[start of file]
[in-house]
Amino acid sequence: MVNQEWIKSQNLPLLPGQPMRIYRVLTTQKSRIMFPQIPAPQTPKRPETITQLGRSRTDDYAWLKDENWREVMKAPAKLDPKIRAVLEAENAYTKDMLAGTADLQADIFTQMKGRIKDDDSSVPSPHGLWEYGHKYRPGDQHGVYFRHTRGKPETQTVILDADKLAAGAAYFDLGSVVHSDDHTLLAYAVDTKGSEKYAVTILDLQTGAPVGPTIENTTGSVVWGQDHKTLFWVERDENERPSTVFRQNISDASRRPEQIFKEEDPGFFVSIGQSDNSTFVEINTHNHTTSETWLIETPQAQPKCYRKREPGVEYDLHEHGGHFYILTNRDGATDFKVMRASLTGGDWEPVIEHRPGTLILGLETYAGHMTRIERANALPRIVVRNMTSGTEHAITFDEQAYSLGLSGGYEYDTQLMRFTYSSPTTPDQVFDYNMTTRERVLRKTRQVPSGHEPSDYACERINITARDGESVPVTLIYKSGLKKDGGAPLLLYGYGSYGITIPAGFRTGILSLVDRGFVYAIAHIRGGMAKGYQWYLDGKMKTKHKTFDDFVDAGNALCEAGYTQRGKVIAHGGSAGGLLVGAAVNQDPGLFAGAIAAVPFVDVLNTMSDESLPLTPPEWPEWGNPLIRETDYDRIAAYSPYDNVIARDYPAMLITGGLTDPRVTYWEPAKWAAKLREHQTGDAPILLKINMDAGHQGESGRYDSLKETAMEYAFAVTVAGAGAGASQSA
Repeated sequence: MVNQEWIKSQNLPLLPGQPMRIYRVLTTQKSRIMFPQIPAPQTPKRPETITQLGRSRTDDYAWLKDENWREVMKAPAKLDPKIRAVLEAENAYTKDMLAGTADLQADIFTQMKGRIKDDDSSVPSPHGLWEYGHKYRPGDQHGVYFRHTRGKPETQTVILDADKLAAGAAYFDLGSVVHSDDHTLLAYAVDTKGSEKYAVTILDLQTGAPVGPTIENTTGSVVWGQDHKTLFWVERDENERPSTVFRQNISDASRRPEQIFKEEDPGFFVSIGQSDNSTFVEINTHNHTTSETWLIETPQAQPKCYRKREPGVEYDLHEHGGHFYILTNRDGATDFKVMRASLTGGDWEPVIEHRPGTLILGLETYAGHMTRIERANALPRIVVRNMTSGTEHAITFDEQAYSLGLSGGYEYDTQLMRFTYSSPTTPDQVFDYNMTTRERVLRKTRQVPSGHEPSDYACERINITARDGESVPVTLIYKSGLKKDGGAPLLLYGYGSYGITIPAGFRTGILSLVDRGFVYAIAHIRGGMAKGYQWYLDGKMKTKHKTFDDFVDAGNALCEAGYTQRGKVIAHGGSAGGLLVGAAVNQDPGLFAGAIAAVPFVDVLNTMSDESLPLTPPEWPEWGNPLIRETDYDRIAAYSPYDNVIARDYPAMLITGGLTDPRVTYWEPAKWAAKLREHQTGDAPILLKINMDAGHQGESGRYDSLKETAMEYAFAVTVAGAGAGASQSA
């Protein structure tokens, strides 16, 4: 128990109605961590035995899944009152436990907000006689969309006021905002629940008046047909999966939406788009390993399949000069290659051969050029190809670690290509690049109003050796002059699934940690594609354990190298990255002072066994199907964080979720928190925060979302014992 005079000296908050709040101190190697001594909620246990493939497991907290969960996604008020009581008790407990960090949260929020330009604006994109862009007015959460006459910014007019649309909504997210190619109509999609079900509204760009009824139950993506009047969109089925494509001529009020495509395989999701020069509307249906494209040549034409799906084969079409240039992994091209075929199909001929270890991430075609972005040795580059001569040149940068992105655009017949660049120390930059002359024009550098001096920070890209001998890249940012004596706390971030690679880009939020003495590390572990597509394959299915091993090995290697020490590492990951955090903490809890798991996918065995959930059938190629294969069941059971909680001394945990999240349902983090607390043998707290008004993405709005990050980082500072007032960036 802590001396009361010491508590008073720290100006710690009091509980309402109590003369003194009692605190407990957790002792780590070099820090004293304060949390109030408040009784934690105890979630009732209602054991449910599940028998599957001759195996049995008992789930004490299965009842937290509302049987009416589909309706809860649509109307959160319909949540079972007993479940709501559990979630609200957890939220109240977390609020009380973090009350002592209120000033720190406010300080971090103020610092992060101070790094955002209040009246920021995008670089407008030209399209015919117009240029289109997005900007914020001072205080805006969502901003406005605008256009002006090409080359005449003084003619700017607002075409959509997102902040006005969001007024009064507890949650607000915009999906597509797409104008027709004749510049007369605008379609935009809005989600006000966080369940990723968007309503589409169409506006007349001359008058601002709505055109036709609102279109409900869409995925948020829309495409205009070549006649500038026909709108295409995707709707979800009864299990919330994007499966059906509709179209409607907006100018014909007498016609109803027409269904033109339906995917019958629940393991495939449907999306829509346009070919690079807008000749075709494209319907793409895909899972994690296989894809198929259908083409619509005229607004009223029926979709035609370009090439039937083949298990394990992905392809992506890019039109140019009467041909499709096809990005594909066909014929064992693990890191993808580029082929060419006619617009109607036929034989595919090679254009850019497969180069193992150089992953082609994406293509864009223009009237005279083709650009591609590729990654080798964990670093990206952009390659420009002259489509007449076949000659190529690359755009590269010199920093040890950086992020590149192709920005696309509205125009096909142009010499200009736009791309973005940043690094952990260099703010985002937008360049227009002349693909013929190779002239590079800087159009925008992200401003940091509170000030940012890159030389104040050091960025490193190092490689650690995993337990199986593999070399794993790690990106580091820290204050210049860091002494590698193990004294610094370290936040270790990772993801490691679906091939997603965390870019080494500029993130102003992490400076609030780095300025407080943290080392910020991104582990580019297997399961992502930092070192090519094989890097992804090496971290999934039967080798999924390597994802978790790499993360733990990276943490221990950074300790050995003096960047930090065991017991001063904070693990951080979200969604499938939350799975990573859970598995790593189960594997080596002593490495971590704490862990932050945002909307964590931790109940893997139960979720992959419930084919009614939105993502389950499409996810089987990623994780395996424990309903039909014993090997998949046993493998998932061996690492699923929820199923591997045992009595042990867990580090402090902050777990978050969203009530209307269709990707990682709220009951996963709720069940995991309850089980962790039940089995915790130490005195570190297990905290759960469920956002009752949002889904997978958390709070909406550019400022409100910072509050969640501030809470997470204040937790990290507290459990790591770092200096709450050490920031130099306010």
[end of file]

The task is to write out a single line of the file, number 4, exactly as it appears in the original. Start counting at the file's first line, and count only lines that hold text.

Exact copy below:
């Protein structure tokens, strides 16, 4: 128990109605961590035995899944009152436990907000006689969309006021905002629940008046047909999966939406788009390993399949000069290659051969050029190809670690290509690049109003050796002059699934940690594609354990190298990255002072066994199907964080979720928190925060979302014992 005079000296908050709040101190190697001594909620246990493939497991907290969960996604008020009581008790407990960090949260929020330009604006994109862009007015959460006459910014007019649309909504997210190619109509999609079900509204760009009824139950993506009047969109089925494509001529009020495509395989999701020069509307249906494209040549034409799906084969079409240039992994091209075929199909001929270890991430075609972005040795580059001569040149940068992105655009017949660049120390930059002359024009550098001096920070890209001998890249940012004596706390971030690679880009939020003495590390572990597509394959299915091993090995290697020490590492990951955090903490809890798991996918065995959930059938190629294969069941059971909680001394945990999240349902983090607390043998707290008004993405709005990050980082500072007032960036 802590001396009361010491508590008073720290100006710690009091509980309402109590003369003194009692605190407990957790002792780590070099820090004293304060949390109030408040009784934690105890979630009732209602054991449910599940028998599957001759195996049995008992789930004490299965009842937290509302049987009416589909309706809860649509109307959160319909949540079972007993479940709501559990979630609200957890939220109240977390609020009380973090009350002592209120000033720190406010300080971090103020610092992060101070790094955002209040009246920021995008670089407008030209399209015919117009240029289109997005900007914020001072205080805006969502901003406005605008256009002006090409080359005449003084003619700017607002075409959509997102902040006005969001007024009064507890949650607000915009999906597509797409104008027709004749510049007369605008379609935009809005989600006000966080369940990723968007309503589409169409506006007349001359008058601002709505055109036709609102279109409900869409995925948020829309495409205009070549006649500038026909709108295409995707709707979800009864299990919330994007499966059906509709179209409607907006100018014909007498016609109803027409269904033109339906995917019958629940393991495939449907999306829509346009070919690079807008000749075709494209319907793409895909899972994690296989894809198929259908083409619509005229607004009223029926979709035609370009090439039937083949298990394990992905392809992506890019039109140019009467041909499709096809990005594909066909014929064992693990890191993808580029082929060419006619617009109607036929034989595919090679254009850019497969180069193992150089992953082609994406293509864009223009009237005279083709650009591609590729990654080798964990670093990206952009390659420009002259489509007449076949000659190529690359755009590269010199920093040890950086992020590149192709920005696309509205125009096909142009010499200009736009791309973005940043690094952990260099703010985002937008360049227009002349693909013929190779002239590079800087159009925008992200401003940091509170000030940012890159030389104040050091960025490193190092490689650690995993337990199986593999070399794993790690990106580091820290204050210049860091002494590698193990004294610094370290936040270790990772993801490691679906091939997603965390870019080494500029993130102003992490400076609030780095300025407080943290080392910020991104582990580019297997399961992502930092070192090519094989890097992804090496971290999934039967080798999924390597994802978790790499993360733990990276943490221990950074300790050995003096960047930090065991017991001063904070693990951080979200969604499938939350799975990573859970598995790593189960594997080596002593490495971590704490862990932050945002909307964590931790109940893997139960979720992959419930084919009614939105993502389950499409996810089987990623994780395996424990309903039909014993090997998949046993493998998932061996690492699923929820199923591997045992009595042990867990580090402090902050777990978050969203009530209307269709990707990682709220009951996963709720069940995991309850089980962790039940089995915790130490005195570190297990905290759960469920956002009752949002889904997978958390709070909406550019400022409100910072509050969640501030809470997470204040937790990290507290459990790591770092200096709450050490920031130099306010």